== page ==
Saturday, February 9, 2019

Cudahy Mine and Burro Schmidt Tunnel

Hike track link
ebird checklist

Paul planned another fabulous ADH adventure.  We started out with a 2.6 mile loop utilizing dirt roads and old miner's trail to the Cudahy “Old Dutch Cleanser” Mine.  In the middle of this loop, we donned dust masks and explored some of the higher levels of the mine.  

Our happy hiking crew

Photo courtesy of Shawn Peters

Lunch.  Photo courtesy of Shawn Peters.

These two links take you to some history of the mine, and views of what lies below where we ventured:

After our mine exploration we ate lunch at the upper end of the tramway before we headed down the old miner's trail and back to the cars.

From there, some of the group choose to walk up to Burro Schmidt tunnel, while other's drove.

We walked through the tunnel, the tunnel to nowhere, the tunnel with no purpose.  Burro Schmidt's epic life masterpiece.  The tunnel that made him a legend.  How many of us can hope to be remembered by anyone 65 years after our death?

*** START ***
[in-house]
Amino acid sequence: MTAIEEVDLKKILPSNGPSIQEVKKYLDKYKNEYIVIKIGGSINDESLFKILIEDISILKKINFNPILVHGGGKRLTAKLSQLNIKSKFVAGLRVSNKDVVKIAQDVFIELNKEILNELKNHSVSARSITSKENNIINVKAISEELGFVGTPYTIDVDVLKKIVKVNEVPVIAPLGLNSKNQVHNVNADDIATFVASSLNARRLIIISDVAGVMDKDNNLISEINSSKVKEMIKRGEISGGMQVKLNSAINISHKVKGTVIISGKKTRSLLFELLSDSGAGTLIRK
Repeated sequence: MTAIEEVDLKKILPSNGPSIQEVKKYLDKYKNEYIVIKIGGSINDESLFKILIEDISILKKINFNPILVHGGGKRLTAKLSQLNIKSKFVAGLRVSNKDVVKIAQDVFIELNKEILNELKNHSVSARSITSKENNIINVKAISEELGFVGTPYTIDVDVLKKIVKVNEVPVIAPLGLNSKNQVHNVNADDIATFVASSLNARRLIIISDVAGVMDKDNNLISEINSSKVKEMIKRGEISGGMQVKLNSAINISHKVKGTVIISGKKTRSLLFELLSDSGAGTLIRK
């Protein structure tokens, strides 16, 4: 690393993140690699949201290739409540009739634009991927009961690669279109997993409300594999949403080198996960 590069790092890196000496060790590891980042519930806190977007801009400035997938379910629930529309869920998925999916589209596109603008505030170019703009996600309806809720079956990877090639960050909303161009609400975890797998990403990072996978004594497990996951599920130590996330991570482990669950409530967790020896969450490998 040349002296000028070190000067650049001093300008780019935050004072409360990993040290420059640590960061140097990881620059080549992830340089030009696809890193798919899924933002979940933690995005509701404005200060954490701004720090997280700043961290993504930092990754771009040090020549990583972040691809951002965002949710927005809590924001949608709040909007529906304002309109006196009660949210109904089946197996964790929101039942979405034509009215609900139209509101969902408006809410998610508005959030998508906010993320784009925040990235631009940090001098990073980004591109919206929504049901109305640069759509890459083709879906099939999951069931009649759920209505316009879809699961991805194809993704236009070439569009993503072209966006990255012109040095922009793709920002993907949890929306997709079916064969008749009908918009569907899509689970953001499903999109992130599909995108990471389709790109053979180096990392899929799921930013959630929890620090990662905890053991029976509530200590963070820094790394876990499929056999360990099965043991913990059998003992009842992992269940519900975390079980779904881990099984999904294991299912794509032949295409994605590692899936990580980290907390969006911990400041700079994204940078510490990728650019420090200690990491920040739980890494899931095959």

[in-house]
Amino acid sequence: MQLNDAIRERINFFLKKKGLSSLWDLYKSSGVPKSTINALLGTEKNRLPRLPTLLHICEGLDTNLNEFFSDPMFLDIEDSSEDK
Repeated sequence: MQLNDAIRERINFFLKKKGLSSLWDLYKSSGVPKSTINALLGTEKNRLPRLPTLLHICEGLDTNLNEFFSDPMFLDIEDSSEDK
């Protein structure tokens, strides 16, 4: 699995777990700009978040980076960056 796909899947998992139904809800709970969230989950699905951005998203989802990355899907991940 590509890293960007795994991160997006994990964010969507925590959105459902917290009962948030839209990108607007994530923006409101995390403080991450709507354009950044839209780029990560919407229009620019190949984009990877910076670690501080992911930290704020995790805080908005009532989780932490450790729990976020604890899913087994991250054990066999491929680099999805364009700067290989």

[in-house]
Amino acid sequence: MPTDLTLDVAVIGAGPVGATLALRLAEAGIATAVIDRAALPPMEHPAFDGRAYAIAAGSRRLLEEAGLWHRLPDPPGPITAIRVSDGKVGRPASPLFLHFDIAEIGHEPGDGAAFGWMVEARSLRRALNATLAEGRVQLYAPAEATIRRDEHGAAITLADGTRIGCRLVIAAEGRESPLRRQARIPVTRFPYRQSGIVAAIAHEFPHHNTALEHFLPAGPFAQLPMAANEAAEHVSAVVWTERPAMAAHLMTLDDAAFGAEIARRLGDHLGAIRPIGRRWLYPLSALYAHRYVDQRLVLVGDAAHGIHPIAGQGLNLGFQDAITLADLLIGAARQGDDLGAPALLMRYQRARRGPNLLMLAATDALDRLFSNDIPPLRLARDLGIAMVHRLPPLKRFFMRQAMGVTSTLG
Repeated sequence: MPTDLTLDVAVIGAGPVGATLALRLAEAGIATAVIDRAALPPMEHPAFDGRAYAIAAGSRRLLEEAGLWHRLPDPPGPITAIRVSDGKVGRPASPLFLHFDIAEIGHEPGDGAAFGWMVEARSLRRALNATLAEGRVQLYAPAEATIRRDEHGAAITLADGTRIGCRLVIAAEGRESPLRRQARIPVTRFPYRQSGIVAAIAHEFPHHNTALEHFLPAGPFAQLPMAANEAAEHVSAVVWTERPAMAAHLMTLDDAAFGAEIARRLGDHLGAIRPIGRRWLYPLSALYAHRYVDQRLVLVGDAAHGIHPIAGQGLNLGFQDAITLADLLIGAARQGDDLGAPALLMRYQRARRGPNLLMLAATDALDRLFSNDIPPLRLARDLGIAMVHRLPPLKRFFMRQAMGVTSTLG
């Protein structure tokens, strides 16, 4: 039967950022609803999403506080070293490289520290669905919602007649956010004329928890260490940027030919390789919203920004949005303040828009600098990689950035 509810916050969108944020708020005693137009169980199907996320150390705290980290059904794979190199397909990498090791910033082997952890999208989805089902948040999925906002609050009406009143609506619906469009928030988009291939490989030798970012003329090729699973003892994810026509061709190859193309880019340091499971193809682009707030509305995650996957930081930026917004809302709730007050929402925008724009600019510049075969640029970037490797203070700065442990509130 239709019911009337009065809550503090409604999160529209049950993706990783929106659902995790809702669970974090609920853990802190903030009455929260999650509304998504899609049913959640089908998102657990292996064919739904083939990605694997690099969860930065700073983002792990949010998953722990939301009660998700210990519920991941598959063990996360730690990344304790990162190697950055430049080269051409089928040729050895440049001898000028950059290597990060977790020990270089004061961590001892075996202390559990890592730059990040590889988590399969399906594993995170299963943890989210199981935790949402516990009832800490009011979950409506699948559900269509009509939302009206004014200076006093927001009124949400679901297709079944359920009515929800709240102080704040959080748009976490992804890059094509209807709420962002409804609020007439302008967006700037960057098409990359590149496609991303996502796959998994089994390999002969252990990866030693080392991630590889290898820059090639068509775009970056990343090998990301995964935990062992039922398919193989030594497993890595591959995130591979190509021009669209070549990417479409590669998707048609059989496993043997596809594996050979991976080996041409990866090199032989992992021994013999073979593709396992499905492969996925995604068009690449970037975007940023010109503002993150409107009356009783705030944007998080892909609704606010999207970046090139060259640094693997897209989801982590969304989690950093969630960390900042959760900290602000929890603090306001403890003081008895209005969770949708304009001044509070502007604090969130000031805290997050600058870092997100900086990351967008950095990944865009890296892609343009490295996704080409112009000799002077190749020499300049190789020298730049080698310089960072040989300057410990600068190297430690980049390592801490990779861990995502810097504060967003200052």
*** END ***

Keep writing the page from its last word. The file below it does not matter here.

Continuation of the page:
Burro Schmidt tunnel entrance

The view from the mine exit.

KCET did a nice article with good photos of Burro's house:

Though house has deteriorated since 2011 and received more vandalism, it is still worth a look. has another nice article and a video of walking through part of the tunnel as well.

We didn't return through the tunnel.  From the back side of the tunnel on an isolate bench high above the town of Garlock, Paul's route had us turning right and heading up and other the mountain and back to the cars.  I choose instead to go left, as the views beckoned.  And so I followed one of Burro's miner's trails.  At each rise I could see more vistas and more miner's trail.  Eventually, I ended up at Burro's cabin.  It was a bit longer, but I enjoyed the historic sense I found along the trail.

Detail of Burro Schmidt's home construction.

1 comment:

  1. The dutch cleanser mine is really eerie and so very interesting!! I'm glad that you went there. What a place. I will look at the history link. Thank you and Shawn for the photos.
    My overwhelming memory of the Burro Schmidt tunnel is being inside a fault zone, looking at the walls of the fault and marveling at the turn it made in the tunnel.
    What a great experience that was.
    Thank you for sharing both experiences.